“You treat every game like an important game, but there’s a game the next day, the next day, and the next day,” Counsell said. “You have to deal with both concepts every day.”

What the new tiebreak rules look like

Since the new procedures are already affecting the finish line this season, here are the five rules that govern tiebreaks:

Personal record: Needs no explanation. And if more than two teams are tied, then the team with the best cumulative win percentage against the other teams wins the tiebreak.

Internal record: If the personal bests are tied (this can only happen between wildcard teams that have played an even number of games), then the best record in their own divisions determines the winner.

Interdivisional record: If the first two tie-breaks do not resolve this issue, then the next one evaluates the records of the teams in their respective leagues, but not including their own divisions.

Second half games within the league: If the teams are still tied on this metric, the winner will be determined by the winning percentage of each team in their league in the last 81 games of the season.

Intra-league games in the second half plus one (or more): If the teams remain tied after the first four tie-breaks, then the winner will be determined in reverse order from the final intra-league game in the first half until the tie is broken.

It should be noted that there are extreme scenarios, such as a five-team draw, for which the league does not have a definitive answer. In these cases, the clause that calls for “the discretion of the commissioner” comes into force. In other words, Rob Manfred can choose which team will make the playoffs and which won’t, although the scenario is contrived.

What does all this mean for this season’s racing?

There are a lot of close races this season so there is a chance that tiebreaks could come into play. That being said, it is unlikely that more than the first tie-break will need to be used this year in any scenario. In any case, let’s see how the new procedures will affect some of the most exciting playoff and division racing.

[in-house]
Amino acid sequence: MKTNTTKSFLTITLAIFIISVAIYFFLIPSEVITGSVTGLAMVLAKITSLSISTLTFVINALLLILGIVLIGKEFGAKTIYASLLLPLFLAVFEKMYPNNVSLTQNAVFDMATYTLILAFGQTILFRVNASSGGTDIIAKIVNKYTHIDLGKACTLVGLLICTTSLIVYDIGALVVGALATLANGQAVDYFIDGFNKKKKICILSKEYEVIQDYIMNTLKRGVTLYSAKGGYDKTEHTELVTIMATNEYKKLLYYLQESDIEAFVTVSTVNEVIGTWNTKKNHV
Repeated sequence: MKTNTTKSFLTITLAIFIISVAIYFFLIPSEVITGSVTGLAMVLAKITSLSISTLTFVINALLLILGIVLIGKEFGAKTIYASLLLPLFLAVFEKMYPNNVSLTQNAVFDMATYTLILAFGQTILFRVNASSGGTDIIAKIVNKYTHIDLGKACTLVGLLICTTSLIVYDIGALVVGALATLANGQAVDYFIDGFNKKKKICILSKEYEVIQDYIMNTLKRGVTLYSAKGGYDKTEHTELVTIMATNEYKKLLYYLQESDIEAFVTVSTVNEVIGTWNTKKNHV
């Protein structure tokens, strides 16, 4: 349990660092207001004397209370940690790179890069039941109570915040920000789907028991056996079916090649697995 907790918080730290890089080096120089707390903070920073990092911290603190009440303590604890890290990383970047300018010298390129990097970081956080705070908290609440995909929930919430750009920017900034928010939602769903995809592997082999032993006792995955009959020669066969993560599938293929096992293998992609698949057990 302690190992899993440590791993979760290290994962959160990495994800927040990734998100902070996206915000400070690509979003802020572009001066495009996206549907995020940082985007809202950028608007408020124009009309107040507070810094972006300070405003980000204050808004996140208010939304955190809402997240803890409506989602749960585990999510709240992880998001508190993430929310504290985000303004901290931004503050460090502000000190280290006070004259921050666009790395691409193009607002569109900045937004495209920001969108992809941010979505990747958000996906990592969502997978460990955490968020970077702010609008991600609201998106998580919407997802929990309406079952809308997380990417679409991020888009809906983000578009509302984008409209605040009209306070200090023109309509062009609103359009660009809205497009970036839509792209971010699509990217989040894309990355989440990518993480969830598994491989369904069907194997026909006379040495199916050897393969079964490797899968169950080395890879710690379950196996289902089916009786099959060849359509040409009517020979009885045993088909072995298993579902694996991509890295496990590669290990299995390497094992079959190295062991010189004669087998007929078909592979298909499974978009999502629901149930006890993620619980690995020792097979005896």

National League East: The New York Mets lead the season over the Atlanta Braves, 9–7. If the Braves win the last three games against New York, they will win the tie-break; otherwise, the Mets will come out on top. The winner will be the likely #2 seed and will receive a bye. The loser will go to the first round playoff series.

NL wild card: As stated above, the Brewers lose in a tiebreak to both the Padres and the Phillies, while Philadelphia wins against San Diego.

Central American League: It’s a three-team battle between the Cleveland Guardians, Chicago White Sox, and Minnesota Twins, with the two losers likely out of the playoffs.

The White Sox are currently losing tiebreakers to both teams, but they still have a chance to reverse that scenario. They will need to beat the Guardians this week in Chicago to win this season’s series, while they are 6-7 against the Twins this season with six games to play.

Cleveland had already won their season streak with the Twins, so Minnesota would have to win one more game than the Guardians to beat them for the division title.

Wild Card AL: There are more chances for a draw here. The Seattle Mariners, Toronto Blue Jays, and Tampa Bay Rays go head to head in all three wildcard places. The last two teams of the tie-break will not receive a home game in the first round to three wins.

The Mariners win a tie-break with the Blue Jays but lose to the Rays. Meanwhile, Tampa Bay is leading the season with Toronto 8-7 with four games left between the teams.

The new system and elimination of number 163 is sure to make some headlines if personal bests eliminate someone from the playoffs or say goodbye to the division winner. There are still opportunities this year.